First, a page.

The future of medical scribes documenting in the electronic health record: results of an expert consensus conference

Sky Corby, Keaton Whittaker, Joan Ash, Vishnu Mohan, James Becton, Nicholas Solberg, Robby Bergstrom, Benjamin Orwoll, Christopher Hoekstra, Jeffrey A. Gold

Research output: Contribution to journalArticlepeer-review

2 Scopus citations

Abstract

BACKGROUND: With the use of electronic health records (EHRs) increasing and causing unintended negative consequences, the medical scribe profession has burgeoned, but it has yet to be regulated. The purpose of this study was to describe scribe workflow as well as identify the threats and opportunities for the future of the scribe industry. METHODS: The first phase of the study used ethnographic methods consisting of interviews and observations by a multi-disciplinary team of researchers at five United States sites. In April 2019, a two-day conference of experts representing different stakeholder perspectives was held to discuss the results from site visits and to predict the future of medical scribing. An interpretive content analysis approach was used to discover threats and opportunities for the future of medical scribes. RESULTS: Threats facing the medical scribe industry were related to changes in the documentation model, EHR usability, different payment structures, the need to acquire disparate data during clinical encounters, and workforce-related changes relevant to the scribing model. Simultaneously, opportunities for medical scribing in the future included extension of their role to include workflow analysis, acting as EHR-related subject-matter-experts, and becoming integrated more effectively into the clinical care delivery team. Experts thought that if EHR usability increases, the need for medical scribes might decrease. Additionally, the scribe role could be expanded to allow scribes to document more or take on more informatics-related tasks. The experts also anticipated an increased use of alternative models of scribing, like tele-scribing. CONCLUSION: Threats and opportunities for medical scribing were identified. Many experts thought that if the scribe role could be expanded to allow scribes to document more or take on more informatics activities, it would be beneficial. With COVID-19 continuing to change workflows, it is critical that medical scribes receive standardized training as tele-scribing continues to grow in popularity and new roles for scribes as medical team members are identified.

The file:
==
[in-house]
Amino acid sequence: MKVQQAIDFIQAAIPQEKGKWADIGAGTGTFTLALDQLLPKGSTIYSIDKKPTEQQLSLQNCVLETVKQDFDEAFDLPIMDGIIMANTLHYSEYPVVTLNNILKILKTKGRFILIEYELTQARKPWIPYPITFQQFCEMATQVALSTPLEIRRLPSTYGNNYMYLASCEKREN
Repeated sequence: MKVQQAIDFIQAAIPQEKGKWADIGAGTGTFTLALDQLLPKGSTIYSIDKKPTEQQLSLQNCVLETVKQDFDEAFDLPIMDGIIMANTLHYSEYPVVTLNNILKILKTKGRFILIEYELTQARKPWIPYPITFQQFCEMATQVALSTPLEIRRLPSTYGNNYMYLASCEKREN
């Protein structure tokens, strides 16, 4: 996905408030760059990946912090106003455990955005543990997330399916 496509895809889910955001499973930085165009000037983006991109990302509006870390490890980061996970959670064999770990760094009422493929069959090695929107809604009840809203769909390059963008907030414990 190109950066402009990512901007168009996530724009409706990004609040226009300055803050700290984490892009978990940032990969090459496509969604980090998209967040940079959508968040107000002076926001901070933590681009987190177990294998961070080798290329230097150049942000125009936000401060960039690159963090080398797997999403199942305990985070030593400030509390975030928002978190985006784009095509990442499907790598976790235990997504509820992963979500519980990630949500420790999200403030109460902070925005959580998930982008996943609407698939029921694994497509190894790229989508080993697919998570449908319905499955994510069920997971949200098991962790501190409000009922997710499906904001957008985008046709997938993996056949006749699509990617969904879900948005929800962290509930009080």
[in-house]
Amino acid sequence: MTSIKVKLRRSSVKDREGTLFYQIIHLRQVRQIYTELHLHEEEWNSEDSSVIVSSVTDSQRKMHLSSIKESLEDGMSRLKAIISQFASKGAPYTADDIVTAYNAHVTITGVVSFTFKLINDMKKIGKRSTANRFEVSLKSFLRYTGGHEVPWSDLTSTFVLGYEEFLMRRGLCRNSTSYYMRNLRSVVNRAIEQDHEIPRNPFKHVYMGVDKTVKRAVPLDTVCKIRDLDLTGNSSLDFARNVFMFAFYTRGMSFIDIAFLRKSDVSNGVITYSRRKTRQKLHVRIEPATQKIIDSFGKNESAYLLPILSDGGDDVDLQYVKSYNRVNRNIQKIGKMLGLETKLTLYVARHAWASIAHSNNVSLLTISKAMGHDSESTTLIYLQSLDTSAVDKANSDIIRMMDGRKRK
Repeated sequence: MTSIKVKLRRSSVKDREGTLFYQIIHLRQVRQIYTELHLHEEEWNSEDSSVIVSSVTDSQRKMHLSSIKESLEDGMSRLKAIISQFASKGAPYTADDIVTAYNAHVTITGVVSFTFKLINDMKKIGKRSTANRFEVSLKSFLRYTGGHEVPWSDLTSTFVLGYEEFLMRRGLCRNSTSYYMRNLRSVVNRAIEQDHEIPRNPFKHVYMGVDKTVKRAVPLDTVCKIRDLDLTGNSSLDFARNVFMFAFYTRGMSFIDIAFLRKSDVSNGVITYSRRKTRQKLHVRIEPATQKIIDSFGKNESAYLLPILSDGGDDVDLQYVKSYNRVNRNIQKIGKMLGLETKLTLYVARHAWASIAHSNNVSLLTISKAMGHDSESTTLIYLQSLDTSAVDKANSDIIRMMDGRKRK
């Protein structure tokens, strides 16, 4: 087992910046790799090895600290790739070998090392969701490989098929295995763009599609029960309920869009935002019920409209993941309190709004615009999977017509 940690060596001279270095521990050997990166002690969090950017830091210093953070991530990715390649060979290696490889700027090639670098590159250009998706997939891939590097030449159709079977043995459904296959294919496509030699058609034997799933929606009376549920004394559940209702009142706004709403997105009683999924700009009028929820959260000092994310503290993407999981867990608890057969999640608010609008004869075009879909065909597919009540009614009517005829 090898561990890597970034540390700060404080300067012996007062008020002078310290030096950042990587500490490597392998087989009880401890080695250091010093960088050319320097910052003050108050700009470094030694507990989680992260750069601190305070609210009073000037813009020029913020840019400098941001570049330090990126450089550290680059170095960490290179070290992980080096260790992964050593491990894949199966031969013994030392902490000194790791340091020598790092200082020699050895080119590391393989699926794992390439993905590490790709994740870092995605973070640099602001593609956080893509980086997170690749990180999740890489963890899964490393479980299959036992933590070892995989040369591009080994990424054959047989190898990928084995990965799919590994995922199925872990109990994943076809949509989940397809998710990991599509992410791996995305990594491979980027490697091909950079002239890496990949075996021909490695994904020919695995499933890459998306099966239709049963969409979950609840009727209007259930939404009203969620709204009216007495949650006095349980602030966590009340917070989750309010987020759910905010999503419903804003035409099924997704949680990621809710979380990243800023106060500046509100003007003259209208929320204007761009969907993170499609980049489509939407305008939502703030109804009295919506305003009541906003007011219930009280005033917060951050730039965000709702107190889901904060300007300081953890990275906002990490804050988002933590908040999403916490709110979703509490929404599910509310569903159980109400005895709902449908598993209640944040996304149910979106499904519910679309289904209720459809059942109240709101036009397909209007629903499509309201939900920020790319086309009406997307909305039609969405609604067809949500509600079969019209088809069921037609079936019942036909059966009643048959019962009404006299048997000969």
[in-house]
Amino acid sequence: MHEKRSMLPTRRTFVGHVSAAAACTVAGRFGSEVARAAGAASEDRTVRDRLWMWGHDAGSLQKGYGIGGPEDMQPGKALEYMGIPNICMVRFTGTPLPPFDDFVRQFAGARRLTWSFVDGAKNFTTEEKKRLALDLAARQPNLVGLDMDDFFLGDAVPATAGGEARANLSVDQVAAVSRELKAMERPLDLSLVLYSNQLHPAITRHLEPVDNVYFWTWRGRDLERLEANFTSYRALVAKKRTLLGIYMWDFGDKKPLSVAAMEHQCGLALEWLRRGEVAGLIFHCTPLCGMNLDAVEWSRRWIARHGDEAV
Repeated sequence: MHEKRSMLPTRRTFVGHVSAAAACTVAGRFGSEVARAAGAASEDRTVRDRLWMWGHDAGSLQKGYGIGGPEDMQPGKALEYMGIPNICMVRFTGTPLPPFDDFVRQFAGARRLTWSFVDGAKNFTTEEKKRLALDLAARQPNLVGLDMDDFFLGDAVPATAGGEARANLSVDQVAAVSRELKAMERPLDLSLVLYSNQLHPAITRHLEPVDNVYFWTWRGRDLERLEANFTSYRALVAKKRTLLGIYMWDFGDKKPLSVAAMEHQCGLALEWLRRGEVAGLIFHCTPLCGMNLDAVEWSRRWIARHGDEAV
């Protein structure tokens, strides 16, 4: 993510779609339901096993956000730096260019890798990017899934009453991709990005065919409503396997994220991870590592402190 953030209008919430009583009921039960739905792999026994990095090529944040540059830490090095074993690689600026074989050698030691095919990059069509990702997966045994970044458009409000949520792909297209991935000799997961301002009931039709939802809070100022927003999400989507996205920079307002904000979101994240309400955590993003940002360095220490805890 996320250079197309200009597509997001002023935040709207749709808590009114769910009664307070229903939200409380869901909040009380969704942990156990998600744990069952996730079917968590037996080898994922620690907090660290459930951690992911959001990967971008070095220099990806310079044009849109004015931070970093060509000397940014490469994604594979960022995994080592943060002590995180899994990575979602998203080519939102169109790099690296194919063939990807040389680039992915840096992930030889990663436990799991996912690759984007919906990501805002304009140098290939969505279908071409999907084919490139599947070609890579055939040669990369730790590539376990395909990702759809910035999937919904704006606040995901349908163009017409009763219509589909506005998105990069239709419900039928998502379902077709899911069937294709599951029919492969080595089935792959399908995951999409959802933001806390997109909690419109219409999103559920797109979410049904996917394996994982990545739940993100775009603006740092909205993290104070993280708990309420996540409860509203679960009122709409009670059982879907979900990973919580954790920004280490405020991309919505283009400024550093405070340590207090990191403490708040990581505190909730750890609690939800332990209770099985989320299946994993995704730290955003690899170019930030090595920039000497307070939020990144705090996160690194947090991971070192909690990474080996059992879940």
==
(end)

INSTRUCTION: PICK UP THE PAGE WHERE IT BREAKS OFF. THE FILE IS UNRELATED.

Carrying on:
Original languageEnglish (US)
Pages (from-to)204
Number of pages1
JournalBMC Medical Informatics and Decision Making
Volume21
Issue number1
DOIs
StatePublished - Jun 29 2021

Keywords

  • Consensus Conference
  • Content Analysis Approach
  • EHR
  • Medical Scribes
  • Qualitative Research

ASJC Scopus subject areas

  • Health Policy
  • Health Informatics

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